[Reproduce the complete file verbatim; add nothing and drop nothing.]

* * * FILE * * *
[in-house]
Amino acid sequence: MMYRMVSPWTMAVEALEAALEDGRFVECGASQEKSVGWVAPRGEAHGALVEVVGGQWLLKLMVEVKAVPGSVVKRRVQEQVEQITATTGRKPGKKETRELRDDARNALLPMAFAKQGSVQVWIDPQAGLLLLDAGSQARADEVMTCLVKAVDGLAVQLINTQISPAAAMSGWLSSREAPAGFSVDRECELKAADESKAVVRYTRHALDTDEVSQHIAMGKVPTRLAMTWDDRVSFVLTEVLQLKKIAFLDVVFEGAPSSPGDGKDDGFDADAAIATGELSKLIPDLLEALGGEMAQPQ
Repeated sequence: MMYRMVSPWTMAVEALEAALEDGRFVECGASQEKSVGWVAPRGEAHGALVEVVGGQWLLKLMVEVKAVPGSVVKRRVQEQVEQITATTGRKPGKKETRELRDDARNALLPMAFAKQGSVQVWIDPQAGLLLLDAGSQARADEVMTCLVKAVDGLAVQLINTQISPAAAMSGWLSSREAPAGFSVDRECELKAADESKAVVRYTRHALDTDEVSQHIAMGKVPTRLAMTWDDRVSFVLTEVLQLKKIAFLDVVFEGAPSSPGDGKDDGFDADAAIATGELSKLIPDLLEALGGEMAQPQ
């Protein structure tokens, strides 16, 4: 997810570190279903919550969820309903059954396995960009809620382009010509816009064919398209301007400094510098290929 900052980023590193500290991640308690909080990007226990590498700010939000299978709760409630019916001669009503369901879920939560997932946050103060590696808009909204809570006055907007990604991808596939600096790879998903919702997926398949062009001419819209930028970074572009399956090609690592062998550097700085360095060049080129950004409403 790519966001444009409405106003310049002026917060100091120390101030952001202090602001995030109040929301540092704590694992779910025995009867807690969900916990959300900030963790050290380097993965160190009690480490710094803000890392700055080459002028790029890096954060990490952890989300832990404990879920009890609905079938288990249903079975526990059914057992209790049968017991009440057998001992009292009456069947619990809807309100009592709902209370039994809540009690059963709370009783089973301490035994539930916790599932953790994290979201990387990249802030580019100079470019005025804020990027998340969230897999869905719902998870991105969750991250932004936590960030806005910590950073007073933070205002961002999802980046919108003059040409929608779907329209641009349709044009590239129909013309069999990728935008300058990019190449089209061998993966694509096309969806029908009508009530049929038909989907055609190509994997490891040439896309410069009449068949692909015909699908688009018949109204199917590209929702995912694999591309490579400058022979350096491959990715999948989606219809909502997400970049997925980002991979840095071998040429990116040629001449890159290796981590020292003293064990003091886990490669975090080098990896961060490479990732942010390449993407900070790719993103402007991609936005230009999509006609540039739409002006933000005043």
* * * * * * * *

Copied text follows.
[in-house]
Amino acid sequence: MMYRMVSPWTMAVEALEAALEDGRFVECGASQEKSVGWVAPRGEAHGALVEVVGGQWLLKLMVEVKAVPGSVVKRRVQEQVEQITATTGRKPGKKETRELRDDARNALLPMAFAKQGSVQVWIDPQAGLLLLDAGSQARADEVMTCLVKAVDGLAVQLINTQISPAAAMSGWLSSREAPAGFSVDRECELKAADESKAVVRYTRHALDTDEVSQHIAMGKVPTRLAMTWDDRVSFVLTEVLQLKKIAFLDVVFEGAPSSPGDGKDDGFDADAAIATGELSKLIPDLLEALGGEMAQPQ
Repeated sequence: MMYRMVSPWTMAVEALEAALEDGRFVECGASQEKSVGWVAPRGEAHGALVEVVGGQWLLKLMVEVKAVPGSVVKRRVQEQVEQITATTGRKPGKKETRELRDDARNALLPMAFAKQGSVQVWIDPQAGLLLLDAGSQARADEVMTCLVKAVDGLAVQLINTQISPAAAMSGWLSSREAPAGFSVDRECELKAADESKAVVRYTRHALDTDEVSQHIAMGKVPTRLAMTWDDRVSFVLTEVLQLKKIAFLDVVFEGAPSSPGDGKDDGFDADAAIATGELSKLIPDLLEALGGEMAQPQ
């Protein structure tokens, strides 16, 4: 997810570190279903919550969820309903059954396995960009809620382009010509816009064919398209301007400094510098290929 900052980023590193500290991640308690909080990007226990590498700010939000299978709760409630019916001669009503369901879920939560997932946050103060590696808009909204809570006055907007990604991808596939600096790879998903919702997926398949062009001419819209930028970074572009399956090609690592062998550097700085360095060049080129950004409403 790519966001444009409405106003310049002026917060100091120390101030952001202090602001995030109040929301540092704590694992779910025995009867807690969900916990959300900030963790050290380097993965160190009690480490710094803000890392700055080459002028790029890096954060990490952890989300832990404990879920009890609905079938288990249903079975526990059914057992209790049968017991009440057998001992009292009456069947619990809807309100009592709902209370039994809540009690059963709370009783089973301490035994539930916790599932953790994290979201990387990249802030580019100079470019005025804020990027998340969230897999869905719902998870991105969750991250932004936590960030806005910590950073007073933070205002961002999802980046919108003059040409929608779907329209641009349709044009590239129909013309069999990728935008300058990019190449089209061998993966694509096309969806029908009508009530049929038909989907055609190509994997490891040439896309410069009449068949692909015909699908688009018949109204199917590209929702995912694999591309490579400058022979350096491959990715999948989606219809909502997400970049997925980002991979840095071998040429990116040629001449890159290796981590020292003293064990003091886990490669975090080098990896961060490479990732942010390449993407900070790719993103402007991609936005230009999509006609540039739409002006933000005043």